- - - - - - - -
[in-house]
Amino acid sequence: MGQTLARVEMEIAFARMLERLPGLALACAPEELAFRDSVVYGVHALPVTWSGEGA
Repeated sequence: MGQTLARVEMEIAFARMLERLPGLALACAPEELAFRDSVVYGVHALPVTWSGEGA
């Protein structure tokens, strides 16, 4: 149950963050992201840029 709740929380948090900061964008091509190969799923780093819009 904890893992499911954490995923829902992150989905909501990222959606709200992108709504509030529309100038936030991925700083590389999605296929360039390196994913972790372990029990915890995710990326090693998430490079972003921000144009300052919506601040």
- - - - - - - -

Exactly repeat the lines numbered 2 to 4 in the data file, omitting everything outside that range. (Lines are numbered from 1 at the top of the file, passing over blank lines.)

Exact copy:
Amino acid sequence: MGQTLARVEMEIAFARMLERLPGLALACAPEELAFRDSVVYGVHALPVTWSGEGA
Repeated sequence: MGQTLARVEMEIAFARMLERLPGLALACAPEELAFRDSVVYGVHALPVTWSGEGA
């Protein structure tokens, strides 16, 4: 149950963050992201840029 709740929380948090900061964008091509190969799923780093819009 904890893992499911954490995923829902992150989905909501990222959606709200992108709504509030529309100038936030991925700083590389999605296929360039390196994913972790372990029990915890995710990326090693998430490079972003921000144009300052919506601040």